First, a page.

He pointed out that in the diagram, the arrows are in the middle and everything is interwoven very tightly. “The partners, not including the forest service, has actually generated a little over $700,000 in matching funds in the initial outlay of $6 million that we had to start the project with.”
The project review process is set up to be very transparent to the public, he said. “We have a circular process to review all the implementation as we do it, so plans are developed, they are reviewed by the forest service and Fish and Wildlife Service, and we’ll get their feedback. Then we go to an independent implementation review team, a three-person team that we identified just to give us an outside look at what we’re doing; ultimately we go to public review, and this includes field trips and public meetings, with just the whole intent of being completely transparent to the process and allowing everybody to have an opportunity to provide input as we’re doing implementation.”
“This has been unique for the forest service in that typically we will set up a contract and we’ll have it all prepped and we’ll go out for bids to implement,” he said. “In this case, the partners are actually designing the project that falls within the ROD that we have, and then also being responsible for implementation, so it’s been unique in that aspect for the forest service.”
In order to engage the community, they have had over 50 either events, tours, and field trips; there is a website and a Facebook page for folks to provide comments; and volunteer group put up some interpretive signs, he said.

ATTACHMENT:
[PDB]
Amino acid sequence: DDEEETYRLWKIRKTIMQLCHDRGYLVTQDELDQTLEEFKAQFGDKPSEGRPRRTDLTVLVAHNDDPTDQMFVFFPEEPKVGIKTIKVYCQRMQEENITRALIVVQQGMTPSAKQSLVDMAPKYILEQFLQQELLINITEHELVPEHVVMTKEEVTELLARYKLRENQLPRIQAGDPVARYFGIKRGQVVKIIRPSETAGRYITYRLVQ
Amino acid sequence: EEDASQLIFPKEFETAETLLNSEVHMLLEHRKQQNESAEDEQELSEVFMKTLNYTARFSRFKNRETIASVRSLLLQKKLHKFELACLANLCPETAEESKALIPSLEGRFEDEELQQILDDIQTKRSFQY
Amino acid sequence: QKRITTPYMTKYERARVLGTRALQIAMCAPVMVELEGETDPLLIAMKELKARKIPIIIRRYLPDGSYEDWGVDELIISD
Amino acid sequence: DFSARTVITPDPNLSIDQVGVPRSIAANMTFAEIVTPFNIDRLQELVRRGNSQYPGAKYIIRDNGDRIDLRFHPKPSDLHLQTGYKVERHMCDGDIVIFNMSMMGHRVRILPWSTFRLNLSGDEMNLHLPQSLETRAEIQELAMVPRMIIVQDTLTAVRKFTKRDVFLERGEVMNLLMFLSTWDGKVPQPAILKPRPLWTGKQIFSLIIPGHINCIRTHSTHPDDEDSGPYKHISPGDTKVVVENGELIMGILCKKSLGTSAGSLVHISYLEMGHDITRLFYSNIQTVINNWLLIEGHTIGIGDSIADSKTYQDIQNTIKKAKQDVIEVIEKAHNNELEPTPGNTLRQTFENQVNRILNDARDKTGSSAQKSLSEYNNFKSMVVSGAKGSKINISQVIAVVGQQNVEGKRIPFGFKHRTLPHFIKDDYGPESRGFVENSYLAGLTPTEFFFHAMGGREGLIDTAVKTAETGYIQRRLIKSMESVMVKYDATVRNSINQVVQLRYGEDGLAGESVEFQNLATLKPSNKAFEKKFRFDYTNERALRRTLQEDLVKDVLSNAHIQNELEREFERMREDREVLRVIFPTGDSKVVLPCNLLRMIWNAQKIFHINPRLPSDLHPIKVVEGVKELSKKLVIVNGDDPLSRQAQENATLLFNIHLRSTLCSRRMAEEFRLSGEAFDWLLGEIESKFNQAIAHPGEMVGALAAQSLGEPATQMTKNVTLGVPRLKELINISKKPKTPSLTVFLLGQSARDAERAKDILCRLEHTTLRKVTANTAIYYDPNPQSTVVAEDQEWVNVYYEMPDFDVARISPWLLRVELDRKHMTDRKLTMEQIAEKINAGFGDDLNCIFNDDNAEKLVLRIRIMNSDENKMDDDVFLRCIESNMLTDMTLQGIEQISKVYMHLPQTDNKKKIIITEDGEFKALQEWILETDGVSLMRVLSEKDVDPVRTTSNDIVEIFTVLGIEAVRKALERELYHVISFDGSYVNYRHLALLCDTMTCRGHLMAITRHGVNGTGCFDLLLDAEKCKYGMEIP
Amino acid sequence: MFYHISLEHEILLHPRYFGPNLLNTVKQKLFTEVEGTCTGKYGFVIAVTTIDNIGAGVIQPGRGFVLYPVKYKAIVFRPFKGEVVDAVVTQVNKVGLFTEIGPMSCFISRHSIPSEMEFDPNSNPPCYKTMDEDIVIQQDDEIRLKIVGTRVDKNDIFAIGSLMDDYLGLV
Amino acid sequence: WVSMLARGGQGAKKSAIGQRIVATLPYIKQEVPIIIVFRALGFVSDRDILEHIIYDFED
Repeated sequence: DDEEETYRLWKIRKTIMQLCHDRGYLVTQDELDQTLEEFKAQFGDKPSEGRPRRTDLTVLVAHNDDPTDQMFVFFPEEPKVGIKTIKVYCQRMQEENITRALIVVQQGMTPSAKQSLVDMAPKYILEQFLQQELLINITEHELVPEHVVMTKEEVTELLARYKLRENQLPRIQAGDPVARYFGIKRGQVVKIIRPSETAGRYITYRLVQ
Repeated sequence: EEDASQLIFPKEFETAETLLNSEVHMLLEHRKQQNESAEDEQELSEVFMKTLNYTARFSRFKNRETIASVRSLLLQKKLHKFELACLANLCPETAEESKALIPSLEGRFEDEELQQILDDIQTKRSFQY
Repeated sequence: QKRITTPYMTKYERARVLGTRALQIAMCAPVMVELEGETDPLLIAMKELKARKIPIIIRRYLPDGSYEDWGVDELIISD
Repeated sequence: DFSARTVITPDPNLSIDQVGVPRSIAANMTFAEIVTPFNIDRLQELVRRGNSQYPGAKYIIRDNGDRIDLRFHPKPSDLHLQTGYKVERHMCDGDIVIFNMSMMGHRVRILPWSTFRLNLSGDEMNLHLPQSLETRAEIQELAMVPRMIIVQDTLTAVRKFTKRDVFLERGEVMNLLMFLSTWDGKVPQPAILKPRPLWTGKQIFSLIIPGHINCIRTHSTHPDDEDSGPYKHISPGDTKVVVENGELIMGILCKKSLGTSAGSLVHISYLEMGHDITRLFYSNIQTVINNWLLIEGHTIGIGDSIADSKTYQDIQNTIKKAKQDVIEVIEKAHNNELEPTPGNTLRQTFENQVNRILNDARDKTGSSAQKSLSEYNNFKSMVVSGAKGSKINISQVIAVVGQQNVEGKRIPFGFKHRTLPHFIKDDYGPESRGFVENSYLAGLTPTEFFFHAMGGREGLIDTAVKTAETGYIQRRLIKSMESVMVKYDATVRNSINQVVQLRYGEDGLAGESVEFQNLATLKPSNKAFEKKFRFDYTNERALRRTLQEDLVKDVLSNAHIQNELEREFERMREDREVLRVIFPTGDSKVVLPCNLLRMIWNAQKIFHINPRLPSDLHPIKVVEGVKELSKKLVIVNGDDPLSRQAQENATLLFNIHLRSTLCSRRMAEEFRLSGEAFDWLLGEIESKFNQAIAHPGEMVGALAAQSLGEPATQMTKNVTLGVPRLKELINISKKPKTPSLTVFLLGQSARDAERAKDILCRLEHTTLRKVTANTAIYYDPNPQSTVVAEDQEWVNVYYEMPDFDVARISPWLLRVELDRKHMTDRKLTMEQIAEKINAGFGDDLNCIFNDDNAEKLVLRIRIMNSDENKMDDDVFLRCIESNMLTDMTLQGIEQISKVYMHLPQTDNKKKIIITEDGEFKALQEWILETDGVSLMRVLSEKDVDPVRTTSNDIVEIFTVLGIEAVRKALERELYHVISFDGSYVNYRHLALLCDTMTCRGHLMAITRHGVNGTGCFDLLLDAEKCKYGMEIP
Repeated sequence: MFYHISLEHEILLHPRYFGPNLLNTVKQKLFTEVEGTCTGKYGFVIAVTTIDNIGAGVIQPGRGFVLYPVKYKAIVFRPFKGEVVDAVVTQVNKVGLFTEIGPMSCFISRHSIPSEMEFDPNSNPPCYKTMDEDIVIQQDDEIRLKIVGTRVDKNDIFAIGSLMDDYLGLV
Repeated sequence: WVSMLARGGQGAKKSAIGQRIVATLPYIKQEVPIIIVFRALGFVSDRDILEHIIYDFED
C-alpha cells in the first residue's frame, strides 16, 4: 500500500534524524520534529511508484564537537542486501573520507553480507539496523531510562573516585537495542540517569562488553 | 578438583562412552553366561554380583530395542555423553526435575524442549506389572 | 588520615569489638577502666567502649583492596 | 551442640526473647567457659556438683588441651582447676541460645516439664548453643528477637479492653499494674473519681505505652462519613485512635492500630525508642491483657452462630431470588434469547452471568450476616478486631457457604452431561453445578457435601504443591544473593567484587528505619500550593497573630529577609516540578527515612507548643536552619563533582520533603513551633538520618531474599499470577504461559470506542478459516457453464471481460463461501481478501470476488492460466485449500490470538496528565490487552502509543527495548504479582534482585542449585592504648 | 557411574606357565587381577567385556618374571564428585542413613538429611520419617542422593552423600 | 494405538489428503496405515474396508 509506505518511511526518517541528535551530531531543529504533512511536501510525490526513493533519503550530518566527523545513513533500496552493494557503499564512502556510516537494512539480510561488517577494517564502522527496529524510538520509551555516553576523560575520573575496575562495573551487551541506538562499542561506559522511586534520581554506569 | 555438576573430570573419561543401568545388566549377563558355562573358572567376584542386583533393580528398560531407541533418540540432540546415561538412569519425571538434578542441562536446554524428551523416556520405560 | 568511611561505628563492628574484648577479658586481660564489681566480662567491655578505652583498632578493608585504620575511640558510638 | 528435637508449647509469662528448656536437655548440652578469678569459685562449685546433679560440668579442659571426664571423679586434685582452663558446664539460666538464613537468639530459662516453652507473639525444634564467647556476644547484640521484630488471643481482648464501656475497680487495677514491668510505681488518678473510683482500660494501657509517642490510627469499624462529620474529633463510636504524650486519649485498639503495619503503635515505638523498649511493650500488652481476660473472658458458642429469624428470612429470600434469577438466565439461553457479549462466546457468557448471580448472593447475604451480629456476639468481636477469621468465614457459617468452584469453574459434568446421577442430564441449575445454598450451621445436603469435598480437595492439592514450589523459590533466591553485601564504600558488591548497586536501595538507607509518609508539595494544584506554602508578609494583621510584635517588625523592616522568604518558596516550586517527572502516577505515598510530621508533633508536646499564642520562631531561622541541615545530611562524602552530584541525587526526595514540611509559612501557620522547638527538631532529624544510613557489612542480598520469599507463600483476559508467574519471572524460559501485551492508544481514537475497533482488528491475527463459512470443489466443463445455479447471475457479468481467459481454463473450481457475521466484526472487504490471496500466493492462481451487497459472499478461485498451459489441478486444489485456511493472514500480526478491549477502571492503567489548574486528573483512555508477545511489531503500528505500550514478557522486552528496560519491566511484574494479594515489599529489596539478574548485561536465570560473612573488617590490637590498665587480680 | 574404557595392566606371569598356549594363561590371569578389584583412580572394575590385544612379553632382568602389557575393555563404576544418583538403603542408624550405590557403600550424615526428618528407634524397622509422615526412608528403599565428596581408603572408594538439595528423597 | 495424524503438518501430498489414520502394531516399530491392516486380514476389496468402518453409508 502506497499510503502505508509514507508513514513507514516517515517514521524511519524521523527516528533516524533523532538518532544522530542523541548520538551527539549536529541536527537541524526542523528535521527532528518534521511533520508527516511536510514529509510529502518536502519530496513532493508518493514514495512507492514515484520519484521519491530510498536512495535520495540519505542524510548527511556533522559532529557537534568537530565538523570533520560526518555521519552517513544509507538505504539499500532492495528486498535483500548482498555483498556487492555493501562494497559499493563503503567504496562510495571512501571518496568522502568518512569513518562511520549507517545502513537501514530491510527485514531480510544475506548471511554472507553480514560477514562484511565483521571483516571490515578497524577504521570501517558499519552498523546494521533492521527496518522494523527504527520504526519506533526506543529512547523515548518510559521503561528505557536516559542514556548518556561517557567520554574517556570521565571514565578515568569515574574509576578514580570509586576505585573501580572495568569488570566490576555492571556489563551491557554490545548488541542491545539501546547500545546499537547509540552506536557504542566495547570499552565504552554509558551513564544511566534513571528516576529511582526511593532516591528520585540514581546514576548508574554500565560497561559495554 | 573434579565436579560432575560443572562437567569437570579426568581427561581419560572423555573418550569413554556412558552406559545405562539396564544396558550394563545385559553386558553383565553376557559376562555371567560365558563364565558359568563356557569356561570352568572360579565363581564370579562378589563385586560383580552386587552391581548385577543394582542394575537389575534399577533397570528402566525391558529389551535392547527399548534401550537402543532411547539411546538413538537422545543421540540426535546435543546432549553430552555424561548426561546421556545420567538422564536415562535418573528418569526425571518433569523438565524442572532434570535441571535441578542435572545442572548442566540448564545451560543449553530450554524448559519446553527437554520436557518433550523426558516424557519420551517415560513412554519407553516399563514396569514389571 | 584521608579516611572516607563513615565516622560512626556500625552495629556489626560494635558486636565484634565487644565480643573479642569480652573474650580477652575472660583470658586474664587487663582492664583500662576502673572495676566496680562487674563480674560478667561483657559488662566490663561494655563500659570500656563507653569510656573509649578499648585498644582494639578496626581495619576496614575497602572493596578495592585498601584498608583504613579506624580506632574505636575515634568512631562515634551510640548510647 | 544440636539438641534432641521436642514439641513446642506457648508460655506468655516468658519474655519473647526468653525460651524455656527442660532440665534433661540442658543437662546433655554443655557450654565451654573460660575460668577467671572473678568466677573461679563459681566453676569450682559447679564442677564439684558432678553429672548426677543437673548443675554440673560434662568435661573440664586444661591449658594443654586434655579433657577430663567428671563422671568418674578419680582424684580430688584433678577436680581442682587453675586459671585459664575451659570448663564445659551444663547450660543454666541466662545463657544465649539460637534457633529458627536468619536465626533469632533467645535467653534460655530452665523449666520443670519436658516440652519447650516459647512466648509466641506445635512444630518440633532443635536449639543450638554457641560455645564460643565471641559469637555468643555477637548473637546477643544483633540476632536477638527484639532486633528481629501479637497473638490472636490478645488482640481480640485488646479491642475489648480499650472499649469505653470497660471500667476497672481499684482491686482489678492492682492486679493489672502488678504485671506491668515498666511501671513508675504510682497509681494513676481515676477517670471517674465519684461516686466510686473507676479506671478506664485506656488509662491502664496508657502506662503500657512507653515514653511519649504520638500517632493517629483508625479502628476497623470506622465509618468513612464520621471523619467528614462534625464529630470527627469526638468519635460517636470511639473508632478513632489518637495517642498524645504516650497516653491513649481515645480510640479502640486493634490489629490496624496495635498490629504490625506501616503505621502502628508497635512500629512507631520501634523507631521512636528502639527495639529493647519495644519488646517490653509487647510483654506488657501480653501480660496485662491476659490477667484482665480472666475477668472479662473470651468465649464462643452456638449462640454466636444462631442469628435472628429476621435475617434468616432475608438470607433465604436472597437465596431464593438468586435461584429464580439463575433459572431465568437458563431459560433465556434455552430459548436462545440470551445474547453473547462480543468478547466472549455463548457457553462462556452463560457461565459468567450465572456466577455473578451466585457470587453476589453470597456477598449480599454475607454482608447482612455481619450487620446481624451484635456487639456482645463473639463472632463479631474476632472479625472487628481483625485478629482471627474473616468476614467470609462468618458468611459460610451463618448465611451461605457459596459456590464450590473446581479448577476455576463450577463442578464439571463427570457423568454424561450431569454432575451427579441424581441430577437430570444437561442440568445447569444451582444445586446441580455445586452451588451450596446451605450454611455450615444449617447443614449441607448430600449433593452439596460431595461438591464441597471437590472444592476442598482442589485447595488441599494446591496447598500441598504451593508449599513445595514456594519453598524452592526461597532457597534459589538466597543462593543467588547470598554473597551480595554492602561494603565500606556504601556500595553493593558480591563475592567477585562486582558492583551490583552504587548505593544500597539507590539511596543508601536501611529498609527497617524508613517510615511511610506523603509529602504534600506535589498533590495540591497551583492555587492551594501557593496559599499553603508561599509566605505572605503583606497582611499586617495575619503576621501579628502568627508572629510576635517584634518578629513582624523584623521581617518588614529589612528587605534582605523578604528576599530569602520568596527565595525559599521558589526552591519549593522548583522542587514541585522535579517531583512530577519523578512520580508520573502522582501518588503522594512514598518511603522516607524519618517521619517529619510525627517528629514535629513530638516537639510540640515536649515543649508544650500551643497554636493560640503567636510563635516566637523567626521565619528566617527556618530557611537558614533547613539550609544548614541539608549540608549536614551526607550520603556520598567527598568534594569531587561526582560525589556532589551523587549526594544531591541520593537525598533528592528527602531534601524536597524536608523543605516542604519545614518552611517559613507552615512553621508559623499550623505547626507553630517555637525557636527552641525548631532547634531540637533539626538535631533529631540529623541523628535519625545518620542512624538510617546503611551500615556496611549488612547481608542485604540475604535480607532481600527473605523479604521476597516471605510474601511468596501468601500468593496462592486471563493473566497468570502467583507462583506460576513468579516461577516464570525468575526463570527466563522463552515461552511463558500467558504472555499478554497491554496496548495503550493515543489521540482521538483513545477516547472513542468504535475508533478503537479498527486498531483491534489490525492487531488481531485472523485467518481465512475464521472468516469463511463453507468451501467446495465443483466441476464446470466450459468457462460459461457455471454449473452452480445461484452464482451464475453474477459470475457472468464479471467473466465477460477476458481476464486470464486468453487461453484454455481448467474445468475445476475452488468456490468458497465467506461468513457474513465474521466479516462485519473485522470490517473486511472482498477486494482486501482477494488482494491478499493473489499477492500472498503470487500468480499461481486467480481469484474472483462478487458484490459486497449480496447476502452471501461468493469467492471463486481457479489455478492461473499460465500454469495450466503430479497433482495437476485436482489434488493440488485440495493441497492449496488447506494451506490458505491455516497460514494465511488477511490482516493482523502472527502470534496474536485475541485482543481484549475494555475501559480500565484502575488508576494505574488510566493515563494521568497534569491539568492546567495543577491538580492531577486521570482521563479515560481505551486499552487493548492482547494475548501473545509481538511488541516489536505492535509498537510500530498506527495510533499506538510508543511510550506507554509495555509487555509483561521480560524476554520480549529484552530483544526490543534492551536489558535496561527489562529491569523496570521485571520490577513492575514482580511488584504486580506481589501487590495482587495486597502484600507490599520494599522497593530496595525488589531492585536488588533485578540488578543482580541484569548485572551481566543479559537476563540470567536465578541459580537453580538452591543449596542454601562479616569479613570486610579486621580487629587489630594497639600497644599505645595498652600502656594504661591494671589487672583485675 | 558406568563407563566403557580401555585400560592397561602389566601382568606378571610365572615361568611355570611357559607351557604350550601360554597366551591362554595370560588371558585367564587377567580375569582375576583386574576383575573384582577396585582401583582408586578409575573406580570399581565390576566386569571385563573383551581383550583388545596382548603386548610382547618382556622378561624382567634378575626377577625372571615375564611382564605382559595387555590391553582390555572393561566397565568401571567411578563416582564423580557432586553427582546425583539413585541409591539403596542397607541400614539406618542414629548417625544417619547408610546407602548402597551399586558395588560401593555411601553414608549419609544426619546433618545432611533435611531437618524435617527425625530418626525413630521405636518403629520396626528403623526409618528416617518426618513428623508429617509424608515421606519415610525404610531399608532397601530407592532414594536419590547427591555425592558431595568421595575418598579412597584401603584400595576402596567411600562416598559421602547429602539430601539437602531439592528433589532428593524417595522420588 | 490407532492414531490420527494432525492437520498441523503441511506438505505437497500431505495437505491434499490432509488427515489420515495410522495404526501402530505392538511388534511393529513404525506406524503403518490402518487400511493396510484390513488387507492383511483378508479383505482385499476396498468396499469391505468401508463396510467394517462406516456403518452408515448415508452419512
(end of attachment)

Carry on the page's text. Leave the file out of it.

Mr. Boucher said that the multi-party monitoring plan was stakeholder driven. “In other words, we asked folks, what is it that we need to know about the treatment, and the result has collected a large amount of information so far that is continuing,” he said. “We have been in this project for five years now, it’s a partnership, we have another five to go and we’re working to get more funding for that to accomplish additional work. The monitoring and the community engagement have created a key role in that.”
He said that over the last two years, the city has contributed $350,000 for work on forest service land, in addition to providing city employees to help with the project.
“The Nature Conservancy performed a very rigorous fire history and stand reconstruction study that shown over history, there was essentially a fire somewhere in the watershed every two years, with typically the average being about 7 year fire return interval,” he said. “To date, we’ve gone since 1959 within the watershed without a large fire. There have been several fires on the outskirts of Ashland, it’s threatened the watershed, but so far, it has survived those.”
“The bulk of the work that we’re doing is trying to reduce some of the intensity of fire, and then also provide an avenue for the ecosystem to recover after a fire, which we think at some point is going to be inevitable,” he said. “The snowpack we’ve had the last two winters has been small; last year Mt. Ashland Ski Area failed to open and this year it’s been open very limited due to lack of snow. So with the drought situation, we’re looking at the potential for fire as well as an increase in insects and disease. We have a lot of Western pine beetle and Douglas fir flatheaded woodbore that are on city lands and are starting to move up into the watershed a little bit, so these treatments are critical, and the partnership that we’ve developed has really allowed this work to move forward.”
“Probably the biggest issue that we face right now is the ability to use prescribed fire, it’s very limited windows for burning, and a lot of area that we would like to implement fire on,” he said.
Mr. Pimlott asked if there was community resistance to using controlled burns and prescribed fire, and if so, how did you respond to those concerns?